Answers

How did the current elementary schools get their names?

Schools-Madison
The name of Madison School comes from Madison Park across the street. The elementary school is one of seven school names that will no longer be used after the completion of the Quincy School District's school construction program. | H-W File Photo/Phil Carlson
Phil Carlson
By Herald-Whig
Posted: Apr. 10, 2018 12:01 am

Having just read The Herald-Whig article regarding the naming of the new elementary school on Harrison Street, I would like to know the history of the naming of our current schools. This includes Adams, Berrian, Dewey, Ellington, Madison, Washington and Baldwin.

When the Quincy School Board started the naming process of the new elementary schools, Herald-Whig Staff Writer Deborah Gertz Husar compiled a list for the March 20, 2016, issue. Here is what she found:

• Adams: The original school was built in 1891 and demolished in 1949, with the current building opening in 1952. According to a Dec. 31, 1972, article by Carl Landrum in The Herald-Whig, the school was named for President John Quincy Adams in 1891 at the request of Dr. Joseph Robbins, who represented the 2nd Ward on the School Board.

• Berrian: A Dec. 19, 1936, article in The Herald-Whig said the school was named in honor of Benjamin F. Berrian, who donated the three lots where the first four-room school was built in 1868 at a cost of $7,200.

• Dewey: Originally called Highland School, the name of the school was changed after an addition was built in 1898. The name was in honor of Spanish-American War naval hero Adm. George Dewey. In a June 26, 1977, article by Landrum, he wrote that there was some opposition to the request made by George W. Earhart, president of the Quincy School Board, because Dewey was alive at the time.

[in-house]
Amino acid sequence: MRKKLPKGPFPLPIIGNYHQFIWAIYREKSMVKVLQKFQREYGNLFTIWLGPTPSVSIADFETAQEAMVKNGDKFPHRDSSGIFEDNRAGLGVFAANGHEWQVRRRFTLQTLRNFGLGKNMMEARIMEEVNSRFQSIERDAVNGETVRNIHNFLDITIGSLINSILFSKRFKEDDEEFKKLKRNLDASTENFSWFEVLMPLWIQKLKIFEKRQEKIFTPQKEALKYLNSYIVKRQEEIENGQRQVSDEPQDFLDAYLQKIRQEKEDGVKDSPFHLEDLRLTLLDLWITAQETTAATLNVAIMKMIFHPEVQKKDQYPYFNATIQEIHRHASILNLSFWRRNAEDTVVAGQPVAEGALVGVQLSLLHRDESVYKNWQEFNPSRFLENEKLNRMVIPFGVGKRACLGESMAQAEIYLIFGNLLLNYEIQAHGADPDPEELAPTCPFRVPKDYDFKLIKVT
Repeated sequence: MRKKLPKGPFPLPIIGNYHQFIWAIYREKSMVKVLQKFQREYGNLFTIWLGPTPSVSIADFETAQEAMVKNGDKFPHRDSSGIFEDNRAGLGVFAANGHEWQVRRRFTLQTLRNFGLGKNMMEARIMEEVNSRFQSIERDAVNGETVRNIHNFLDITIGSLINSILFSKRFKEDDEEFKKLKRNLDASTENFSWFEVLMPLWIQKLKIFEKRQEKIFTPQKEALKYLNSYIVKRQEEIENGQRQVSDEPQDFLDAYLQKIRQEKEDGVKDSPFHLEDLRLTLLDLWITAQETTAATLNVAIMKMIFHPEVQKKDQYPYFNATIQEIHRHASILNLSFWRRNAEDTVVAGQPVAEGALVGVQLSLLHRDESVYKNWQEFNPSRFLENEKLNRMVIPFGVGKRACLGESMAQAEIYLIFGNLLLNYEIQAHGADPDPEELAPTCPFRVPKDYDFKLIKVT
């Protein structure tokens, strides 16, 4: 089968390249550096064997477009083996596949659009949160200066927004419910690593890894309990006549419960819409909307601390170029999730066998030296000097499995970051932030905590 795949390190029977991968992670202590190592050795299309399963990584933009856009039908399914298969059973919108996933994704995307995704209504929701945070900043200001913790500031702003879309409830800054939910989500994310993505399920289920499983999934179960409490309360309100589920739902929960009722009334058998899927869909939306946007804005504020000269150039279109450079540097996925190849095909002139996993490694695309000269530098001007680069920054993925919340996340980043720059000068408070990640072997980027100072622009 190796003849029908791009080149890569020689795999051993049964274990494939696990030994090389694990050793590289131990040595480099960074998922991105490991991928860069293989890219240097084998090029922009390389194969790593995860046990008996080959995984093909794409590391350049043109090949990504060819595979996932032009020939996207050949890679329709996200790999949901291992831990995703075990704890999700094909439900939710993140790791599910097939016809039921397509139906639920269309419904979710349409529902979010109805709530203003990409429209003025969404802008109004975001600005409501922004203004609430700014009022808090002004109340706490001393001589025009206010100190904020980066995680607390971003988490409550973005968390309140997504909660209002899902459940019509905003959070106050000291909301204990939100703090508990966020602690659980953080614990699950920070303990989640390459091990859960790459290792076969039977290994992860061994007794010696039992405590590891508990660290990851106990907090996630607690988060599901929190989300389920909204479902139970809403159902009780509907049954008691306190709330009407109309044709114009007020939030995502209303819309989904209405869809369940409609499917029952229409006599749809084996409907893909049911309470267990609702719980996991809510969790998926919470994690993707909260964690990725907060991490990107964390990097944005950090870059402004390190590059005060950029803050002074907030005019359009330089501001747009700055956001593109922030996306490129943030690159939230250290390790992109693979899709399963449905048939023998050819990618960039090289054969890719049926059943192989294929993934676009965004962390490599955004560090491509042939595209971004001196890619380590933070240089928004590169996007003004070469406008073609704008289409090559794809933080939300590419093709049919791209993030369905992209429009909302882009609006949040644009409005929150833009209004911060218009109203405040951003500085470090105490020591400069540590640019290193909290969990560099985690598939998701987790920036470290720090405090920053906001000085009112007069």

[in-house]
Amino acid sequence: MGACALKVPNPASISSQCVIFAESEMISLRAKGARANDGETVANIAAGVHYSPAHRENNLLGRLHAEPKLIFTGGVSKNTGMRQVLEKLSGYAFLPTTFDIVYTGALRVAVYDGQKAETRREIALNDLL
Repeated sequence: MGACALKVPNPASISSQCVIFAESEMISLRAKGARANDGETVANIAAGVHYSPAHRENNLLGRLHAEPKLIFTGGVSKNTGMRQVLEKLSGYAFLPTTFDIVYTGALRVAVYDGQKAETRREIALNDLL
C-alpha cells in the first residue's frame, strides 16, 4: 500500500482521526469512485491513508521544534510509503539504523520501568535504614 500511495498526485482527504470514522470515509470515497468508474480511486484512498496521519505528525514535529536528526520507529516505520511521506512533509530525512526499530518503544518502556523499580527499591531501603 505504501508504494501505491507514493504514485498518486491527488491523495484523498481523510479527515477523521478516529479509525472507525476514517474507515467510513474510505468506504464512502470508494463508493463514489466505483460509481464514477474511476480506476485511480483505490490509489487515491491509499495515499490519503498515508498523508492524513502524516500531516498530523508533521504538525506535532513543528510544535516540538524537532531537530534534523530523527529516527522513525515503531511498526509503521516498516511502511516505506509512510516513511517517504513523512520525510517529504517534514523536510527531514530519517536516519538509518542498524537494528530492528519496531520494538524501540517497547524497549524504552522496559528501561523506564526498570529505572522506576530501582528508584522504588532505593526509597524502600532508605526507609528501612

• Ellington: The school is named for the township it is in. The township is named in honor of the Ellington, Conn., hometown of Eratus W. Chapman, an early resident of Adams County, according to “People's History of Quincy and Adams County, Illinois.”

• Monroe: The School Board decided on Monroe in March 1959 after receiving 45 different suggestions from 100 people. Eight suggested naming the school for U.S. President James Monroe, and the school was on the site of Quincy's first airport, the former Monroe airport. The E.N. Monroe family, which owned Monroe Chemical, also owned land in the area.

• Madison: The school shares its name with Madison Park across the street. The Aug. 8, 1867, issue of the Quincy Daily Herald reported that the School Board designated that the school be named Madison School after Madison Square.

• Washington: The first Washington School, which was built in 1867, might have been named for George Washington, though newspaper articles from the time don't mention why it got that name.

• Baldwin: Baldwin was named in 1982 after a vote taken by fifth-graders who were going to be the first sixth-grade class to graduate from the school, which opened as an intermediate school for the 1983-84 school year. It was named for Thomas Baldwin, a Quincy native and famous aerialist of his day credited with being the first American to make a parachute jump from a balloon.

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